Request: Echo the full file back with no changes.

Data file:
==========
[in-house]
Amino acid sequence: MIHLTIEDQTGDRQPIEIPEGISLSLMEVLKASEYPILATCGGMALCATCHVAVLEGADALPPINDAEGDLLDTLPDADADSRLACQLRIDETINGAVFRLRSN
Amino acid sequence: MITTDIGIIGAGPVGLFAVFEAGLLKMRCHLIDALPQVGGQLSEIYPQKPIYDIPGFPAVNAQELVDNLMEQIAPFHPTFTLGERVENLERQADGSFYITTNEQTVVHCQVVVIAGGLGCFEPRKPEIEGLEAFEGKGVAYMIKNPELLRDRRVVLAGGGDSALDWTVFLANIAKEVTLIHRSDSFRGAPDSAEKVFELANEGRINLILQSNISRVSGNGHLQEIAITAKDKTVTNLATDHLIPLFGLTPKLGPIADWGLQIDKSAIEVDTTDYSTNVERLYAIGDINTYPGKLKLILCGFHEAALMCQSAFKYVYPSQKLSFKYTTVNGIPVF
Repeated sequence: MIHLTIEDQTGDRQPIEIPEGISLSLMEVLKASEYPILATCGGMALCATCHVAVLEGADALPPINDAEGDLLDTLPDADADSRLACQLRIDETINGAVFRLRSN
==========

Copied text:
[in-house]
Amino acid sequence: MIHLTIEDQTGDRQPIEIPEGISLSLMEVLKASEYPILATCGGMALCATCHVAVLEGADALPPINDAEGDLLDTLPDADADSRLACQLRIDETINGAVFRLRSN
Amino acid sequence: MITTDIGIIGAGPVGLFAVFEAGLLKMRCHLIDALPQVGGQLSEIYPQKPIYDIPGFPAVNAQELVDNLMEQIAPFHPTFTLGERVENLERQADGSFYITTNEQTVVHCQVVVIAGGLGCFEPRKPEIEGLEAFEGKGVAYMIKNPELLRDRRVVLAGGGDSALDWTVFLANIAKEVTLIHRSDSFRGAPDSAEKVFELANEGRINLILQSNISRVSGNGHLQEIAITAKDKTVTNLATDHLIPLFGLTPKLGPIADWGLQIDKSAIEVDTTDYSTNVERLYAIGDINTYPGKLKLILCGFHEAALMCQSAFKYVYPSQKLSFKYTTVNGIPVF
Repeated sequence: MIHLTIEDQTGDRQPIEIPEGISLSLMEVLKASEYPILATCGGMALCATCHVAVLEGADALPPINDAEGDLLDTLPDADADSRLACQLRIDETINGAVFRLRSN